Useful Links to Check Out - you may even have a society to join within your university!
Data Science and AI Association of Australia: DSAidsai.org.au
Institute of Analytics Professionals of Australia: Homewww.iapa.org.au
3. Understand the technicalities of the job description:
There is no absolute way to know how an interview will play out, but the resource that you do have is the company's job description. It is always best to structure your answers around the job description as a way of demonstrating your understanding of the role, the goals and objectives of the position, duties and responsibilities, and requirements.
Is the interviewer looking for an analyst or a programmer, an engineering specialist or a consultant? What skills are required to succeed in the role? Understanding what the interviewer wants from you and displaying what you can offer to the company will add value to your interview.
Another point is to back what you’re saying with examples. For example, you may have a question thrown at you asking “what’s an example of a situation where you faced a complex problem at work? How did you solve it?” Rather than saying, “well a few years ago” - NO. Avoid ‘fluffing’ around, cut straight to the chase and use the STAR methodology when it comes to behavioural type questions.
In short, the STAR methodology or interview response method, is a great way to help you prepare for all the drilling questions that recruiters may ask you typically behavioural-like questions. Behavioural questions are questions in which you are asked to describe previous work scenarios and are good predictors to the recruiter as to how you will handle a similar situation in the company that you are currently being interviewed for.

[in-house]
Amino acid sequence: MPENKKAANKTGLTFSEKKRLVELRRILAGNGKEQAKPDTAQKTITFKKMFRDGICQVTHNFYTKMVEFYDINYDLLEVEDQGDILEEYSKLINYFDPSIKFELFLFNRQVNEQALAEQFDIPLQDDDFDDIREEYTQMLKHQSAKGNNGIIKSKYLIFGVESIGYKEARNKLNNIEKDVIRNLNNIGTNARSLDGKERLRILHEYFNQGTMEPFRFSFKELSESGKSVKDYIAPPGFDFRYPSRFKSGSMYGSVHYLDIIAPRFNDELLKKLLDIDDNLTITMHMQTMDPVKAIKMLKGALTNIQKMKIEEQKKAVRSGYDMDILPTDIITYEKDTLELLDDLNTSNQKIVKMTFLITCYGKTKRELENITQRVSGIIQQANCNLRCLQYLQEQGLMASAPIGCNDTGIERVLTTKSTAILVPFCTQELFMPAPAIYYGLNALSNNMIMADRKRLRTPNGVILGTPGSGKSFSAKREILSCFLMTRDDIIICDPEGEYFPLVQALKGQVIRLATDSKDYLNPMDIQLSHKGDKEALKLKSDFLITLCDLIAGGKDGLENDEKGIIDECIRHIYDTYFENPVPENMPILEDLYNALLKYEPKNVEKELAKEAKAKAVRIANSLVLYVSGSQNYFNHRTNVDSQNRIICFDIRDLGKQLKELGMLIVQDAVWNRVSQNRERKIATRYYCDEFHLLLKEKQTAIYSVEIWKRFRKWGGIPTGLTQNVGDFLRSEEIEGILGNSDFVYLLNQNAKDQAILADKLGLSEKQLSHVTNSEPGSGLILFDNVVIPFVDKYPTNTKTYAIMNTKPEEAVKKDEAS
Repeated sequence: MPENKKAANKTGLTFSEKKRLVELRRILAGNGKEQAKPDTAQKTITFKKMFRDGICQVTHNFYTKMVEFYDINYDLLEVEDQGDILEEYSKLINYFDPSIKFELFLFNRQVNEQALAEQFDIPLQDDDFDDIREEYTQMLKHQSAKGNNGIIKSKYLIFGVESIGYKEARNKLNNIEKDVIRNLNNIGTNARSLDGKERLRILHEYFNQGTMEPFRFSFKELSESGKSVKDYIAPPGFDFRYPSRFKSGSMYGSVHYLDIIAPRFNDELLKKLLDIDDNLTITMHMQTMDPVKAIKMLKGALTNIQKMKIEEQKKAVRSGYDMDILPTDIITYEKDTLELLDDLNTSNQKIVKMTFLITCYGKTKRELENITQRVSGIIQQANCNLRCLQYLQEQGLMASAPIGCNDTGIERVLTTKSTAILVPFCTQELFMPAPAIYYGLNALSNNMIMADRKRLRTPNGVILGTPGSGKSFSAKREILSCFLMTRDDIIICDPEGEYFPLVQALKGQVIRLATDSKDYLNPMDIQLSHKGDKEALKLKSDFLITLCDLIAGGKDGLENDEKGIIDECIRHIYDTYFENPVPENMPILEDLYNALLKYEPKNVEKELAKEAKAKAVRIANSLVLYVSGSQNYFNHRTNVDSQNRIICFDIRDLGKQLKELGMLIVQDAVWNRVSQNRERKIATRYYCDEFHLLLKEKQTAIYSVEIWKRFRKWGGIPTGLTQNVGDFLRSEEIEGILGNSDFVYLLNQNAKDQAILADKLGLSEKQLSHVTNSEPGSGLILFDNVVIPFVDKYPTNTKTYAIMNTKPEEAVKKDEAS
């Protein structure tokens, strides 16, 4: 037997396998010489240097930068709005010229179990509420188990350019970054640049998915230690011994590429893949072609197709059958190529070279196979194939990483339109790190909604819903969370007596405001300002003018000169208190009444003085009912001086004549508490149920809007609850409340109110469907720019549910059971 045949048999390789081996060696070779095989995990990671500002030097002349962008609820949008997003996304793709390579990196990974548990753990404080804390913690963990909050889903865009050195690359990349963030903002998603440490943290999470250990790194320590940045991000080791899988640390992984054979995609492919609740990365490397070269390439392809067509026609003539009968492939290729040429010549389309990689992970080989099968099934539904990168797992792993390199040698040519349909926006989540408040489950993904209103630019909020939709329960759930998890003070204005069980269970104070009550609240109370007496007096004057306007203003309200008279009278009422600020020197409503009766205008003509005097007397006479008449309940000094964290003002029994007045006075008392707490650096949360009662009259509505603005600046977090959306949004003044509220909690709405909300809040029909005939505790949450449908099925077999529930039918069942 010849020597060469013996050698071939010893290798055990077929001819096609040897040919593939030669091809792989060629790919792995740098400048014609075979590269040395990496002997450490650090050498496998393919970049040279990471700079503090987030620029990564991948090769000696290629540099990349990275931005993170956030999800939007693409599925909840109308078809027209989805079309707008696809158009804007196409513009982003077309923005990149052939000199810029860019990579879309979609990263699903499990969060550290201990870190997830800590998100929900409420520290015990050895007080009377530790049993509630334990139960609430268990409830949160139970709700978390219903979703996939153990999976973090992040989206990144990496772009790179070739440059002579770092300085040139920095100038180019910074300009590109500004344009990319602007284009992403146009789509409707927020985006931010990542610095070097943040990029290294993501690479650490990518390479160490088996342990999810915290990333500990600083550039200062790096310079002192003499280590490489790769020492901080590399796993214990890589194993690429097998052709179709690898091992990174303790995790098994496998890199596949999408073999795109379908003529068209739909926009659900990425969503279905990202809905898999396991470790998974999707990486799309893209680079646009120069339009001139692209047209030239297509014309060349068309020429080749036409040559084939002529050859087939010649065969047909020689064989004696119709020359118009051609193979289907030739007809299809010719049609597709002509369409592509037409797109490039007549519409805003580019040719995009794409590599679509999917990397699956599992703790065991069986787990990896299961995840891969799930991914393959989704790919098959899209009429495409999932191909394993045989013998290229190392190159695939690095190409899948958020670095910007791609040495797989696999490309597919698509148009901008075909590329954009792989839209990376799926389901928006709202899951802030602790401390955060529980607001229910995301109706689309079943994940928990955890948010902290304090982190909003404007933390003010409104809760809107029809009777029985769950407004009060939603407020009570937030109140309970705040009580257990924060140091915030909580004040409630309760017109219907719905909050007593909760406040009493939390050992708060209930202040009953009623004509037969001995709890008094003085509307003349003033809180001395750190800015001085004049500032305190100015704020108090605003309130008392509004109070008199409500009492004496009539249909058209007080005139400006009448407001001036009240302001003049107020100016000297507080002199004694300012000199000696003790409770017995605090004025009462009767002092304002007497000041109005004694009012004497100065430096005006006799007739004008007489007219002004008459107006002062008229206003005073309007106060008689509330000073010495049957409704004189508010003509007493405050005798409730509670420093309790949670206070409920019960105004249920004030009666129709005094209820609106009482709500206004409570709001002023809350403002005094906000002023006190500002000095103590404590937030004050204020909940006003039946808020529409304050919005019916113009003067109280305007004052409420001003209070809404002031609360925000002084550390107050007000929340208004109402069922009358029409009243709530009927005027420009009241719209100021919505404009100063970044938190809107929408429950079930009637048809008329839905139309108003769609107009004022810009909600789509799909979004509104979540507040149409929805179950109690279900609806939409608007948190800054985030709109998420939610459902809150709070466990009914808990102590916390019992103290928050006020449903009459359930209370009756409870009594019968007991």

If you don’t know what the STAR method is, you can check it out here (kudos to Indeed for their excellent interviewing guides).
The STAR method helps you create an easy-to-follow story with a clear conflict and resolution.
Here’s what each part of the technique means - thank you again to Indeed who breaks the methodology for us in easy steps down below:
Set the stage for the story by sharing context around the situation or challenge you faced. Share any relevant details.
For example, “In my last role as lead designer, my team was short-staffed and facing a significant backlog of work. The account managers were setting unrealistic deadlines, which was causing stress for my team and affecting morale.”
Describe your responsibility or role in the situation or challenge.
For example, “As a team leader, it was my role to not only ensure my team met our deadlines, but also to communicate bandwidth to other departments and keep my team motivated.”
Explain how you handled the situation or overcame the challenge. If the action was carried out by a team, focus on your efforts.
For example, “I set up a formal creative request process including project timeline estimates to set better expectations. I scheduled weekly meetings with account managers to discuss my team’s bandwidth and share progress updates.”
What was the outcome you reached through your actions? If possible, quantify your success or provide concrete examples of the effects of your efforts.
For example, “By providing more transparency into my team’s processes and setting better expectations with the account managers, we were able to re-prioritise the design team’s to-do list and complete everything in our backlog. The following quarter, we shortened our average project timeline by two days.”
4. Be prepared to talk about your recent projects:
The interviewer will want to know how you have utilised your skills in a project environment.